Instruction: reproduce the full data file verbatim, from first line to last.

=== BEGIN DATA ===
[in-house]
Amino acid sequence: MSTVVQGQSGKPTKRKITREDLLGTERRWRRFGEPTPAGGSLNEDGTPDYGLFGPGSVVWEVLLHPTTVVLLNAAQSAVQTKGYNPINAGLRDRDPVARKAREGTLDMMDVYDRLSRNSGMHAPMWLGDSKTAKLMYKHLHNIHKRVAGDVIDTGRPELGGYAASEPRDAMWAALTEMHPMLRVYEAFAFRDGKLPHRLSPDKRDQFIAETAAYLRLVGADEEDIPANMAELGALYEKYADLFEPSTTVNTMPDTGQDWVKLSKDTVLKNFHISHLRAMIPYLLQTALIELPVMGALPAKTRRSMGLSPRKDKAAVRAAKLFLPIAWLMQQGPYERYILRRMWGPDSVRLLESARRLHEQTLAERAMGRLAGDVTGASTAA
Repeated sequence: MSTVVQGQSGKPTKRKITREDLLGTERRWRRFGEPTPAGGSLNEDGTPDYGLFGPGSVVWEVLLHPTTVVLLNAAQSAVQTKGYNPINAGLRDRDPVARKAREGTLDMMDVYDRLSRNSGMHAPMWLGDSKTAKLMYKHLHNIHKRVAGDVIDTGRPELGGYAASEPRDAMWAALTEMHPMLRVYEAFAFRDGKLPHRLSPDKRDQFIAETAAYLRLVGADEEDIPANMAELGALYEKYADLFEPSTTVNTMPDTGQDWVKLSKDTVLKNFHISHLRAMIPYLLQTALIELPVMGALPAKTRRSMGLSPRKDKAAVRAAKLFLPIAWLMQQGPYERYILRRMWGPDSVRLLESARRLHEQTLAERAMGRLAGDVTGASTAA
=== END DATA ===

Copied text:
[in-house]
Amino acid sequence: MSTVVQGQSGKPTKRKITREDLLGTERRWRRFGEPTPAGGSLNEDGTPDYGLFGPGSVVWEVLLHPTTVVLLNAAQSAVQTKGYNPINAGLRDRDPVARKAREGTLDMMDVYDRLSRNSGMHAPMWLGDSKTAKLMYKHLHNIHKRVAGDVIDTGRPELGGYAASEPRDAMWAALTEMHPMLRVYEAFAFRDGKLPHRLSPDKRDQFIAETAAYLRLVGADEEDIPANMAELGALYEKYADLFEPSTTVNTMPDTGQDWVKLSKDTVLKNFHISHLRAMIPYLLQTALIELPVMGALPAKTRRSMGLSPRKDKAAVRAAKLFLPIAWLMQQGPYERYILRRMWGPDSVRLLESARRLHEQTLAERAMGRLAGDVTGASTAA
Repeated sequence: MSTVVQGQSGKPTKRKITREDLLGTERRWRRFGEPTPAGGSLNEDGTPDYGLFGPGSVVWEVLLHPTTVVLLNAAQSAVQTKGYNPINAGLRDRDPVARKAREGTLDMMDVYDRLSRNSGMHAPMWLGDSKTAKLMYKHLHNIHKRVAGDVIDTGRPELGGYAASEPRDAMWAALTEMHPMLRVYEAFAFRDGKLPHRLSPDKRDQFIAETAAYLRLVGADEEDIPANMAELGALYEKYADLFEPSTTVNTMPDTGQDWVKLSKDTVLKNFHISHLRAMIPYLLQTALIELPVMGALPAKTRRSMGLSPRKDKAAVRAAKLFLPIAWLMQQGPYERYILRRMWGPDSVRLLESARRLHEQTLAERAMGRLAGDVTGASTAA